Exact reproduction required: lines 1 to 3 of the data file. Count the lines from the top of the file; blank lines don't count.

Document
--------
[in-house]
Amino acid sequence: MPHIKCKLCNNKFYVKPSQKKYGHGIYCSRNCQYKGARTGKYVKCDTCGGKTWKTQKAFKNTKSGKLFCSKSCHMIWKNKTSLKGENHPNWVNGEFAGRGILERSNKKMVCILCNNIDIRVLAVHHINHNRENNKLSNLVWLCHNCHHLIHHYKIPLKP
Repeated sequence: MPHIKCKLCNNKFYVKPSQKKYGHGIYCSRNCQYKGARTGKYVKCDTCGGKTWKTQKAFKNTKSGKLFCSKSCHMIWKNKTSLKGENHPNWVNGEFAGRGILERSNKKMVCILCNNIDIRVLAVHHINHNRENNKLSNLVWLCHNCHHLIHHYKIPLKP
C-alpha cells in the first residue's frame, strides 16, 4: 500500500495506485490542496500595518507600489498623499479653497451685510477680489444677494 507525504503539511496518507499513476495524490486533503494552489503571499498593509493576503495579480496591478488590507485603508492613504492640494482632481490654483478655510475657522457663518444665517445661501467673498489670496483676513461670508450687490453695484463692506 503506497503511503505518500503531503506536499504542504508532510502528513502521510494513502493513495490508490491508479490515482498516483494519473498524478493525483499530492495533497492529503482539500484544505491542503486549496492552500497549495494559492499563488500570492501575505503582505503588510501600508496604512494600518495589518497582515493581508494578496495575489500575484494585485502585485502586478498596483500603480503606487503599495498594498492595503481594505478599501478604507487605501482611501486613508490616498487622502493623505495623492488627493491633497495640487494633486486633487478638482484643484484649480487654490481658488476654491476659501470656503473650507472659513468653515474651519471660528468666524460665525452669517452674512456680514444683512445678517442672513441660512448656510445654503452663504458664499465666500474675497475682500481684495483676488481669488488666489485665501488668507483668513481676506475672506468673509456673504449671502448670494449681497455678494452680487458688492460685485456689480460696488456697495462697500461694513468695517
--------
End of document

[in-house]
Amino acid sequence: MPHIKCKLCNNKFYVKPSQKKYGHGIYCSRNCQYKGARTGKYVKCDTCGGKTWKTQKAFKNTKSGKLFCSKSCHMIWKNKTSLKGENHPNWVNGEFAGRGILERSNKKMVCILCNNIDIRVLAVHHINHNRENNKLSNLVWLCHNCHHLIHHYKIPLKP
Repeated sequence: MPHIKCKLCNNKFYVKPSQKKYGHGIYCSRNCQYKGARTGKYVKCDTCGGKTWKTQKAFKNTKSGKLFCSKSCHMIWKNKTSLKGENHPNWVNGEFAGRGILERSNKKMVCILCNNIDIRVLAVHHINHNRENNKLSNLVWLCHNCHHLIHHYKIPLKP